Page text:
Turning to the NLRA issues, the arbitrator described the Act as creating "public rights" separate from the "private rights" derived from the labor agreement. He saw the NLRB and the courts as ultimately charged with the enforcement of public rights, and arbitrators as responsible for applying labor agreements to determine private rights. Nevertheless, he proceeded to discuss the NLRA issue in a tentative fashion, concluding that because the "primary motive" of the company in taking disciplinary action was Darr's union activity, the discharge was a violation of Sections 8(a) (1) and 8(a) (3) of the Act2  and therefore "the Board probably would issue a standard order-- [including]--backpay." The arbitrator elliptically stated, that "the value of an Arbitration opinion in the determination of public rights has been and will continue to be a subject of debate among arbitrators, labor law attorneys and others." Leaving that issue to the NLRB and the courts, he did not purport to reconcile the two different bodies of applicable law, explaining that "the discussion of NLRA issues is presented as a response to the Union's arguments and is available for NLRB review."

The Administrative Law Judge declined to defer to the arbitrator's award, finding it "repugnant to the Act." He did not reach the general counsel's contention that the remedy, reinstatement without backpay, is per se repugnant, but rather held that because the discipline imposed on petitioner was triggered by her union activities and because those activities were "so inextricably intertwined with the alleged insubordination," no punishment was warranted. He thus concluded that the arbitrator's interpretation of the collective bargaining agreement as authorizing the employer to discipline petitioner was itself repugnant to the Act.

The Board rejected the ALJ's findings, concluding that the judge had substituted his judgment for that of the arbitrator's contrary to the principles of deference mandated by Olin Corp., 268 N.L.R.B. 573 (1984) and Spielberg Mfg. Co., 112 N.L.R.B. 1080 (1955). Under those precedents, the Board will defer to the arbitrator as long as his award is not "clearly repugnant" to the policies of the Act. The Board reasoned:

It is the essential nature of the arbitration process to balance the competing claims of the parties by adjusting the equities involved to reach a harmonious result. That is what the parties have agreed upon as an acceptable resolution of their labor-management dispute.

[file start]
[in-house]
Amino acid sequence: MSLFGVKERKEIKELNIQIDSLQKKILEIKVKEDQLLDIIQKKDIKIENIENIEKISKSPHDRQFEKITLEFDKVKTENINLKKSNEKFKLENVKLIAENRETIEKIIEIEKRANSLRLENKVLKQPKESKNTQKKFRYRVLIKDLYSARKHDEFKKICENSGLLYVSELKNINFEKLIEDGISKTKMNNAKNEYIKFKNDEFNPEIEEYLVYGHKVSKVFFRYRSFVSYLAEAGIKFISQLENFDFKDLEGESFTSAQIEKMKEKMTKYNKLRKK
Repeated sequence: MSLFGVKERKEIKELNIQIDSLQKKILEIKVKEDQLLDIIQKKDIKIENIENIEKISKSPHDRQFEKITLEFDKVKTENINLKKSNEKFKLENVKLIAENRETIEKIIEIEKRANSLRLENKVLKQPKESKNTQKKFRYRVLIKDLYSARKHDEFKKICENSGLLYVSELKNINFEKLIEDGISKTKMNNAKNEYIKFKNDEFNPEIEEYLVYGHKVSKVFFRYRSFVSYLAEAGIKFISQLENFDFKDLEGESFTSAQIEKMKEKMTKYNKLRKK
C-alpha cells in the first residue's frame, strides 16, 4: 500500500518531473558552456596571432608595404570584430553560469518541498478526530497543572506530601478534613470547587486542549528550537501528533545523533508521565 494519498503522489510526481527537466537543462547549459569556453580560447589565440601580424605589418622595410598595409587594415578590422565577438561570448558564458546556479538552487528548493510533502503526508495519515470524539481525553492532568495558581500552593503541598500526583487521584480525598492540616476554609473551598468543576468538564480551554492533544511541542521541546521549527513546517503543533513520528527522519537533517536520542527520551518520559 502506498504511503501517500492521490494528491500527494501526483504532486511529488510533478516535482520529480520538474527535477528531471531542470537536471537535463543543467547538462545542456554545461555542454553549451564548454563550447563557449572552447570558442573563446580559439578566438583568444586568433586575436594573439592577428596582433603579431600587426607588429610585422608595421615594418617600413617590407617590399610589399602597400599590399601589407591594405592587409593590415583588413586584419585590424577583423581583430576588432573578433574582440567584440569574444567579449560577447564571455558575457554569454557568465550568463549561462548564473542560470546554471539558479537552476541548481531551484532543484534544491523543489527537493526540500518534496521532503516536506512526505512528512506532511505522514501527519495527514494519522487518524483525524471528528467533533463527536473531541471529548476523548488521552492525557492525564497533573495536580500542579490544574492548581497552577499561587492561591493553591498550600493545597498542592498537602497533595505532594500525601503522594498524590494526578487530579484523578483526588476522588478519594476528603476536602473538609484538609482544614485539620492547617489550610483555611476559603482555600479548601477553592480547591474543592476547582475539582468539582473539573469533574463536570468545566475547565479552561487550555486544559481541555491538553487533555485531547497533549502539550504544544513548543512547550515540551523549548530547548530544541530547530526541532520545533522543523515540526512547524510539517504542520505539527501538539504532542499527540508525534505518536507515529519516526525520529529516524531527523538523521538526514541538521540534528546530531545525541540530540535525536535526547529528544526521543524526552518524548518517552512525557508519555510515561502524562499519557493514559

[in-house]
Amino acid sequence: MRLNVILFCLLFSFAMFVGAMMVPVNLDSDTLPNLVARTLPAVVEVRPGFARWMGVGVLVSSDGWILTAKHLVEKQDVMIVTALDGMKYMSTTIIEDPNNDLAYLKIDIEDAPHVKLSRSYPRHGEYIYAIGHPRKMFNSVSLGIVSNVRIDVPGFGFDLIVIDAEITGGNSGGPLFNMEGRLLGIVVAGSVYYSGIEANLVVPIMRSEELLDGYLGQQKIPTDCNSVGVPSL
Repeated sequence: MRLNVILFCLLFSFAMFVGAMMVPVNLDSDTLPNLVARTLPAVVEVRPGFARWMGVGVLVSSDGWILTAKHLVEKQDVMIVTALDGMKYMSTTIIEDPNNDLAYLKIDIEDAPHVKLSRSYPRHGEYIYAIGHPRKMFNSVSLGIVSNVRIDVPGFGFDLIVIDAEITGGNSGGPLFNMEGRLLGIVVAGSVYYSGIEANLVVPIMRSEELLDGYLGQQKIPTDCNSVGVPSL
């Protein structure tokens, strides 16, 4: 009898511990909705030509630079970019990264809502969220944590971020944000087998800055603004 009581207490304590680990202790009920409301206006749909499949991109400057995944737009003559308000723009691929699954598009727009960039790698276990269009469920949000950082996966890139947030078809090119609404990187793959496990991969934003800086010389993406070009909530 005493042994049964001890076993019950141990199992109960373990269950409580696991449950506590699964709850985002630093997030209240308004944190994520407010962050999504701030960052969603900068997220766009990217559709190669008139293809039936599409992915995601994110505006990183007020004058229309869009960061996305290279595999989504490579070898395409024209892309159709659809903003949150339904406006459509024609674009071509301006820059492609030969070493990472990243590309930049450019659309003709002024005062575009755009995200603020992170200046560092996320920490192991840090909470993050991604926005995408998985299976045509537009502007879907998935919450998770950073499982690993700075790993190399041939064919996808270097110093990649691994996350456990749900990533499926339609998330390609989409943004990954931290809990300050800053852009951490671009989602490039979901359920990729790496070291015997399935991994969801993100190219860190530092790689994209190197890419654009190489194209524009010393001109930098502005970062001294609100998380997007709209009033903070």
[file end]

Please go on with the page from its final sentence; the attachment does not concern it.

The Board noted that although the arbitrator found no justifiable reason for discharge, he did find just cause for some discipline. Declaring that the failure of the arbitrator to provide a "make-whole remedy" (backpay) did not render his award clearly repugnant,3  the Board concluded that deference was appropriate.

Petitioner presents essentially the same argument to us that the general counsel presented to the ALJ: that it is repugnant to the NLRA for the Board to defer to an arbitrator's award that provides an incomplete remedy that the Board itself would not fashion. To do so, according to petitioner, is to abridge employee rights bestowed by Congress. These statutory rights exist wholly apart from any additional rights an employee gains under a collective bargaining agreement. The NLRB responds that even the Board is not obliged under the NLRA to provide backpay along with reinstatement.

We think it plain, however, that under Board precedent if the Board had found what the arbitrator did, it would have ordered make-whole relief--backpay as well as reinstatement. Although Section 10(c) of the Act (29 U.S.C. 160(c)) gives the Board some discretion to determine when backpay is an appropriate remedy,4  the need to compensate a wrongfully discharged employee and the importance of deterring future wrongful conduct by the employer generally require that the Board award a make-whole remedy. See Republic Steel Corp. v. NLRB, 311 U.S. 7, 13, 61 S. Ct. 77, 80, 85 L. Ed. 6 (1940); Phelps Dodge Corp. v. Labor Board, 313 U.S. 177, 194, 61 S. Ct. 845, 852, 85 L. Ed. 1271 (1941). Indeed, "the Board, since its inception, has awarded backpay as a matter of course." Albemarle Paper Co. v. Moody, 422 U.S. 405, 419-20, 95 S. Ct. 2362, 2372, 2373, 45 L. Ed. 2d 280 (1975). In support of its position, the Board points to exceptional situations where it has determined that an award of backpay will not further the policies of the Act. For example, the Board has denied reinstatement and backpay where an unlawfully discharged employee subsequently engages in violent criminal conduct. See, e.g., Renfro Hosiery Mills, Inc., 122 N.L.R.B. 929 (1959) (employee assaulted supervisor); NLRB v. Bin-Director Co., 356 F.2d 210 (6th Cir. 1966) (employee threatened supervisors with mayhem). Similarly, relief has been denied to employees who committed previous illegal or dishonest acts that would have independently led to their discharge. See, e.g., Uniform Rental Service, Inc., 161 N.L.R.B. 187, 190 (1966), rev'd on other grounds, 398 F.2d 812 (6th Cir. 1968) (employee pilfered letter from employer's private office); Offner Electronics, Inc., 134 N.L.R.B. 1064, 1077 (1961) (employee attempted to steal documents); Keco Industries, Inc., 121 N.L.R.B. 1213, 1227 (1958) (employee had prior criminal convictions). But in all the cases of denial of backpay cited by the Board, reinstatement was also denied. Here, by contrast, the arbitrator ordered Darr reinstated, finding that her insubordination in response to her illegal suspension did not warrant her discharge.5